Gamers, bitcoin “miners” and companies large and small have teamed up for an unprecedented data-crunching effort that aims to harness idle computing power to accelerate research for a coronavirus treatment.

The project, led by computational biologists, has effectively created the world’s most powerful supercomputer, one that can handle the trillions of calculations needed to understand the structure of the virus.

More than 400,000 users have downloaded the application in the past two weeks from Folding@Home, according to director Greg Bowman, a professor of biochemistry and molecular biophysics at Washington University in St. Louis, where the project is based.

The distributed-computing effort ties together thousands of devices to create a virtual supercomputer.

The project, originally launched at Stanford University 20 years ago, was designed to use crowdsourced computing power for simulations to better understand diseases, especially protein-folding anomalies that can make pathogens deadly.

“The simulations allow us to watch how every atom moves throughout time,” Bowman said.

The massive analysis looks for “pockets” in the virus where a drug can be squeezed in.

“Our primary objective is to hunt for binding sites for therapeutics,” Bowman said.

The powerful computing effort can test potential drug therapies, a technique known as computational drug design.

Bowman said he is optimistic about this effort because the team previously found a “druggable” target in the Ebola virus and because the virus that causes COVID-19 is structurally similar to the SARS virus, which has been the subject of many studies.

“The best opportunity for the near-term future is if we can find an existing drug that can bind to one of these sites,” he said. “If that happens, it could be used right away.”

This is likely to include such drugs as the antimalarials chloroquine and hydroxychloroquine, which can be repurposed for COVID-19.

Bowman said the project has been able to boost its computing power to 400 petaflops — 400 quadrillion calculations per second — which is three times more powerful than the world’s top supercomputers.

Other supercomputers are also working in parallel. The Oak Ridge National Laboratory said this month that by using IBM’s most powerful supercomputer it had identified 77 potential compounds that could bind to the main “spike” protein of the coronavirus to disarm the pathogen.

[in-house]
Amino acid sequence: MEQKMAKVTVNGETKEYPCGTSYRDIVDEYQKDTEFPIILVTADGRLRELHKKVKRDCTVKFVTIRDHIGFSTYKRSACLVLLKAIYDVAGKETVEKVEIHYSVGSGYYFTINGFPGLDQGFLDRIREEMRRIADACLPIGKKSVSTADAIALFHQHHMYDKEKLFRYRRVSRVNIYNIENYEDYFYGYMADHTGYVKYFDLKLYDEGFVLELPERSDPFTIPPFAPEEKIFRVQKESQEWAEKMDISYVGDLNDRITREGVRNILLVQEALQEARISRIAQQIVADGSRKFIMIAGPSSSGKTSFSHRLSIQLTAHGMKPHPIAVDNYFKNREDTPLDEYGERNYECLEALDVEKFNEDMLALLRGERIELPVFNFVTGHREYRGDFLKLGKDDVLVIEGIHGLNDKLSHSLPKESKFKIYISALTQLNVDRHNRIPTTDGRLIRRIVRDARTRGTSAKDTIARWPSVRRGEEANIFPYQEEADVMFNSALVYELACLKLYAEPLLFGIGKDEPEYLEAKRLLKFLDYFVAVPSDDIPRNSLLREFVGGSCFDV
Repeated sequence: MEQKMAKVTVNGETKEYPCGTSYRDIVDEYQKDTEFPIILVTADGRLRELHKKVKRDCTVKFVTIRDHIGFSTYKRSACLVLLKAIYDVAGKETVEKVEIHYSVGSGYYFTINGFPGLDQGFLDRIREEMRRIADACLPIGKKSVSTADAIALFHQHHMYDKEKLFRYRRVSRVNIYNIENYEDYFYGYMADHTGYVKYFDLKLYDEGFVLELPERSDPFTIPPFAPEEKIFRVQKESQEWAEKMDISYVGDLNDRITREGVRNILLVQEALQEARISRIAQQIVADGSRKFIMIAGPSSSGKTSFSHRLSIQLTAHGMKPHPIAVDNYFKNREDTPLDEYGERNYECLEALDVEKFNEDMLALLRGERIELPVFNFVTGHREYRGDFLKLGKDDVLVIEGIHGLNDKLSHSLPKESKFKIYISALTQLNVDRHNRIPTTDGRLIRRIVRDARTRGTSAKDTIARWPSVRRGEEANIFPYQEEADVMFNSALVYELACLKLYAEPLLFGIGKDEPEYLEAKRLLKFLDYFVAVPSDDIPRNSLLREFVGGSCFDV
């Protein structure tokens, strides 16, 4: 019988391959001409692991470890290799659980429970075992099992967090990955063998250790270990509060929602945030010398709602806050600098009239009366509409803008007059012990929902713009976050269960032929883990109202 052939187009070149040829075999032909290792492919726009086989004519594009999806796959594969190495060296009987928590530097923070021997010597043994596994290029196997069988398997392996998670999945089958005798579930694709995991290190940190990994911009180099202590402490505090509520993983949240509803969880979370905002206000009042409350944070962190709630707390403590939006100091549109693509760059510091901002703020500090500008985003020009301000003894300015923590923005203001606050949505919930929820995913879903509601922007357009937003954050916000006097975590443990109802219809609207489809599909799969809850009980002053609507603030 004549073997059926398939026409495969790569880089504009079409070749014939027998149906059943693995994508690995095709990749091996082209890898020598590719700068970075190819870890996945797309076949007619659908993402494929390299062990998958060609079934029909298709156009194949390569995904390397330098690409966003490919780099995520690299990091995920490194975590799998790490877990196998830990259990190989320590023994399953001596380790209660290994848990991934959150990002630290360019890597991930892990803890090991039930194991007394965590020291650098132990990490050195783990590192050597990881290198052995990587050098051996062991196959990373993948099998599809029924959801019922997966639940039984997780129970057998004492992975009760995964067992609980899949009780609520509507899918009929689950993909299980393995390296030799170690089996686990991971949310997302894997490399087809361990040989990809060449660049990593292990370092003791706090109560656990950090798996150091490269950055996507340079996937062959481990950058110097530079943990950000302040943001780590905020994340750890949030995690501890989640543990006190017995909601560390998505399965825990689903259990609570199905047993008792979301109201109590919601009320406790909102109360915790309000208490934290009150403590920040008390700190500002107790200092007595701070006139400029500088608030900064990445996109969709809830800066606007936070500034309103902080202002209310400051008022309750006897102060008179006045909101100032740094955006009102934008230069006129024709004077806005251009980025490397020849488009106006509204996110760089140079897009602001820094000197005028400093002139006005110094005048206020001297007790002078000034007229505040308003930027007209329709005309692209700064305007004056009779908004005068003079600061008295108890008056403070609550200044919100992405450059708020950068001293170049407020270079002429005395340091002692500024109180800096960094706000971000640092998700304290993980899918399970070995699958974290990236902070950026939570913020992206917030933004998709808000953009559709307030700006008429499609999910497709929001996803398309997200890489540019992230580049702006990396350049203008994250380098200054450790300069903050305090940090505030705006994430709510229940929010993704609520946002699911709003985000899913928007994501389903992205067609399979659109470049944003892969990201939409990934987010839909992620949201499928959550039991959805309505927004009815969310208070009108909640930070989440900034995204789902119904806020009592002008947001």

The Folding@Home project is fueled by computing power from people’s desktops, laptops and even game consoles, as well as more powerful business computers and servers.

“There is no end to the compute power than we can use in principle,” Bowman said. Large tech firms, including Microsoft-owned GitHub, are also participating, and the project is in discussions with others.

Anyone with a relatively recent computer can contribute by installing a program that downloads a small amount of data for analysis. People can choose which disease they wish to work on.

“It’s like bitcoin mining, but in the service of humanity,” said Quentin Rhoads-Herrera of the security firm Critical Start, which has provided its powerful password “hash cracker” computer designed to decrypt passwords to the project.

Rhoads-Herrera said his team of security researchers, sometimes described as “white hat hackers,” were encouraging more people to get involved.

Computer chipmaker Nvidia, which makes powerful graphics processors for gaming devices, called on gamers to join the effort as well.

“The response has been record-breaking, with tens of thousands of new users,” joining, said Nvidia spokesman Hector Marinez.

One of the largest contributions comes from a Reddit group of PC enthusiasts and gamers that has some 24,000 members participating.

“It is a fantastic weapon against the feeling of helplessness,” said Pedro Valadas, a lawyer in Portugal who heads the Reddit community and is a part of the project’s advisory board.

“The fact that anyone, at home, with a computer, can play a role and help fight against (disease) for the common good is a powerful statement,” Valadas said.

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